### Video Transcript

Find the escape velocity from the surface of Mars. Use a value of 6.4 times 10 to the 23rd kilograms for the mass of Mars and a value of 3390 kilometers for its radius.

Let’s call the term that we’re searching for, escape velocity, 𝑣 sub 𝑒. We’ll assume in this problem that capital 𝐺, the universal gravitational constant, is exactly 6.67 times 10 to the negative 11th meters cubed per kilograms second squared. In this problem, we’re given the mass of the planet Mars, and we’re also given a value to use for its radius.

If we draw a sketch of the planet Mars, we can see that as with any mass, this mass creates gravitational attraction towards it. It’s this gravitational potential energy created by Mars that needs to be exceeded, or overcome, in order for an object on the surface of this planet to be able to escape without returning.

Let’s symbolize the mass of Mars as capital 𝑀, which we’re told is 6.4 times 10 to the 23rd kilograms. And the radius of the planet Mars, which we’ll call lower case 𝑟, is also given as 3390 kilometers.

Going back to this notion of gravitational potential energy, for an object to reach the escape velocity, or 𝑣 sub 𝑒, it’s essentially an energy balance problem. The gravitational field of Mars pulls objects in towards itself. That gravitational potential between the mass of Mars and a mass that it pulls in towards itself can be written in an equation. The gravitational potential created by 𝑚 one on 𝑚 two is equal to the product of those masses multiplied by 𝐺, the universal gravitational constant, divided by the distance between them.

If we apply this equation to our scenario, we will write it as capital 𝐺 times capital 𝑀, the mass of Mars, multiplied by 𝑚, our test mass, divided by 𝑟, the distance between the center of Mars and our test mass 𝑚. When this test mass is on the surface of the planet, that distance is 𝑟, the given radius of Mars. It’s this gravitational potential energy that needs to be overcome, and it will be overcome by a high enough escape velocity 𝑣 sub 𝑒. This potential term that we’ve written will be countered by the kinetic energy of our test mass 𝑚 as it leaves the planet. So we write that this potential is equal to one-half our test mass 𝑚 times the escape velocity, 𝑣 sub 𝑒 squared.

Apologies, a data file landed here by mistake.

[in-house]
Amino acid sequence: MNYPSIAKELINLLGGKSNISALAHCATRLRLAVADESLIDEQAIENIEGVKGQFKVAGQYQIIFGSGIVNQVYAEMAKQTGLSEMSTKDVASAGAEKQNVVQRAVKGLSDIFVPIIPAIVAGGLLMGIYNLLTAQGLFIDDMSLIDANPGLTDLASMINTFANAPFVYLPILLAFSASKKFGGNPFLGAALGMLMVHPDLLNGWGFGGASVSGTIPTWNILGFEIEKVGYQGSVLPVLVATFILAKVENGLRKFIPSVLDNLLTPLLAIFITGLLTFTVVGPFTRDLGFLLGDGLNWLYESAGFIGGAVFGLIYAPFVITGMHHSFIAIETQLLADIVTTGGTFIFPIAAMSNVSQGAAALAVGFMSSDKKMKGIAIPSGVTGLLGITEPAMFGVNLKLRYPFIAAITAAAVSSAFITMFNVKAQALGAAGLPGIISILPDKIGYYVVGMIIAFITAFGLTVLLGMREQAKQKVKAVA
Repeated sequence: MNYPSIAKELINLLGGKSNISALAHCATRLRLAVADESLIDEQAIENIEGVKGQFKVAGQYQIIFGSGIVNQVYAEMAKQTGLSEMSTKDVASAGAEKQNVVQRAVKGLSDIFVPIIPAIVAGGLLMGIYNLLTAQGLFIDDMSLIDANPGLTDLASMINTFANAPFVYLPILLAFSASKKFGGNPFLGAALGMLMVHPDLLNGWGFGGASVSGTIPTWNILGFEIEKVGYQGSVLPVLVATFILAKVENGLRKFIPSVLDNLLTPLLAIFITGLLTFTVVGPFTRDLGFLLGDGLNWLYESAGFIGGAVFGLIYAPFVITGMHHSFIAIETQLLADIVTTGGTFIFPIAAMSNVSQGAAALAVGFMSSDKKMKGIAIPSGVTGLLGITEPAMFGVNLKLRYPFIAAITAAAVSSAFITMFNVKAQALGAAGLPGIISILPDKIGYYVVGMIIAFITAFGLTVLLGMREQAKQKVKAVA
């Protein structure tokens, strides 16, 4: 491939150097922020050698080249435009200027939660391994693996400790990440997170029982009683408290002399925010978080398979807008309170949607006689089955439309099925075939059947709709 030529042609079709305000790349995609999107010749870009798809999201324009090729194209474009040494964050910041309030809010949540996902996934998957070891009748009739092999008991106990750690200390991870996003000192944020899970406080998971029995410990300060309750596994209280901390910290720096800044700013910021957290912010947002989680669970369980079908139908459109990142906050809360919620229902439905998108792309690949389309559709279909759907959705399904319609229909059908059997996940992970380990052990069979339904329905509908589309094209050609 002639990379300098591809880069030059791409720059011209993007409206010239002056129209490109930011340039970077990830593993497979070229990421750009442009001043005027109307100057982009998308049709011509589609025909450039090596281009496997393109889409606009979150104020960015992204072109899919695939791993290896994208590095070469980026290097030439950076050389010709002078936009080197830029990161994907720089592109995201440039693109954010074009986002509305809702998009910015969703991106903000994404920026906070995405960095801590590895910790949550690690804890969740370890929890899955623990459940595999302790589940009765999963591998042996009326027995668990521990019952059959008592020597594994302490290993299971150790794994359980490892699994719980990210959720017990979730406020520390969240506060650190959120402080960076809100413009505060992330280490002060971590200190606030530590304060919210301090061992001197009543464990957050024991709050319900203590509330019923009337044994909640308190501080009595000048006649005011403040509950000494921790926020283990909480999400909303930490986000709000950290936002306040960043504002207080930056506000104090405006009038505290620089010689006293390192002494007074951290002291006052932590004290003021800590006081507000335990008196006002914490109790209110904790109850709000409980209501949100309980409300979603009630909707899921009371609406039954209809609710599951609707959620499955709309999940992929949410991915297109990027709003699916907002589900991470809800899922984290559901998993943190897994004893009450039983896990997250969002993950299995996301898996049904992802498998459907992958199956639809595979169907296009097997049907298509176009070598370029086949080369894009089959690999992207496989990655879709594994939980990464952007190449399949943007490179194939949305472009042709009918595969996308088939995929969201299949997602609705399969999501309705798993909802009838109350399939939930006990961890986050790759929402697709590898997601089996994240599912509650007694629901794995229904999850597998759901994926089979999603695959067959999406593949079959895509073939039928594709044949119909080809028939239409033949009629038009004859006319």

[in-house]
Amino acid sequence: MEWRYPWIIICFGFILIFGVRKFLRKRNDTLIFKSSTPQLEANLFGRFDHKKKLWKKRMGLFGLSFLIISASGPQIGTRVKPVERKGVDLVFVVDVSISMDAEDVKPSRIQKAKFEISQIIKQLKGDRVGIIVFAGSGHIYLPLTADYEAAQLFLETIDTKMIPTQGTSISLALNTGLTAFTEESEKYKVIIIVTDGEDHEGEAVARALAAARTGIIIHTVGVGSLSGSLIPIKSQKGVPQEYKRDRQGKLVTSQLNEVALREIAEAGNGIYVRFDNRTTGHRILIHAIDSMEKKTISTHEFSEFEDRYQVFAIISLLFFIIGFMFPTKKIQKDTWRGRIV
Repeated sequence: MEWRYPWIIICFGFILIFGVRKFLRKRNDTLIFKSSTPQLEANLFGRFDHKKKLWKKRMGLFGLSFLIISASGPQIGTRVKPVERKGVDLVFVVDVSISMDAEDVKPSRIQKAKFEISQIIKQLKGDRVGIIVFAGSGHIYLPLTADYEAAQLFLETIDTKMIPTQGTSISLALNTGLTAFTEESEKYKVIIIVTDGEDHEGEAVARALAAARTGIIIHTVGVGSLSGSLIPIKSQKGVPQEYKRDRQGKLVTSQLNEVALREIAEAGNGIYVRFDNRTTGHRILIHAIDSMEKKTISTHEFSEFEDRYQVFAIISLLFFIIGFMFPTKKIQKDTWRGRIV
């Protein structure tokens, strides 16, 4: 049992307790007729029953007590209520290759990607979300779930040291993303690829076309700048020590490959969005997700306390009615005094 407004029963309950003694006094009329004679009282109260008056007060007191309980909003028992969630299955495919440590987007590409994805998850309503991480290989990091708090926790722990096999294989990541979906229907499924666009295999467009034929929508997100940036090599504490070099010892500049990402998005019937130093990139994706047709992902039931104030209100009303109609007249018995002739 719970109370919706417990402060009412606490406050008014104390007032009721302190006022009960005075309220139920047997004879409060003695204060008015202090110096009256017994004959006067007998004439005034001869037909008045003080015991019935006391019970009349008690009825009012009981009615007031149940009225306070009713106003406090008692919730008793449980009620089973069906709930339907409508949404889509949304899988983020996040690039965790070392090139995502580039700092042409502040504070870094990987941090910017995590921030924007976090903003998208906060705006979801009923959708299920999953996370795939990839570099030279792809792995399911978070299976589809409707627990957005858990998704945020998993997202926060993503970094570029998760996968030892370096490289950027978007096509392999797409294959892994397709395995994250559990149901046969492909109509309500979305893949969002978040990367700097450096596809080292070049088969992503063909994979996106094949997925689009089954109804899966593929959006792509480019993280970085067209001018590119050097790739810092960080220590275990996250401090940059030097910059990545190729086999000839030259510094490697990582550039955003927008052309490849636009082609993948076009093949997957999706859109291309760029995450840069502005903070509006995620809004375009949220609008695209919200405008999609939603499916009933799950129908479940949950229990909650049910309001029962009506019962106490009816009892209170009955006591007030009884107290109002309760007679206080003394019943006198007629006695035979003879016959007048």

In setting up this equality, we are solving for the minimum velocity a test mass on the surface of Mars needs to have to escape its gravitational field. Let’s now rearrange this equation to solve for 𝑣 sub 𝑒, the escape velocity. The test mass 𝑚 appears on both sides, so we can cancel out that term. If we then multiply both sides by two, then the one-half and two on the right side of the equation cancel. Finally, we take the square root of both sides. And when we do that, the squared and square root term on the right side of the equation cancel.

We find ourselves with an equation for escape velocity, 𝑣 sub 𝑒 equals the square root of two times capital 𝐺 times capital 𝑀 divided by 𝑟. Since capital 𝐺 is a constant and 𝑀 and 𝑟 are given, we can now plug in to this equation to solve for the escape velocity from Mars. When we enter these values into our equation, we find that the escape velocity equals the square root of two times 6.67 times 10 to the negative 11th meters cubed per kilogram second squared times 6.4 times 10 to the 23rd kilograms divided by 3.390 times 10 to the sixth meters, the distance between the center of Mars and its surface in units of meters.

Entering these values in our calculator, we find that, to two significant digits, the escape velocity from the surface of Mars is 5000 meters per second. This is how fast an object on Mars’s surface would need to be moving in order to completely escape the gravitational field created by Mars.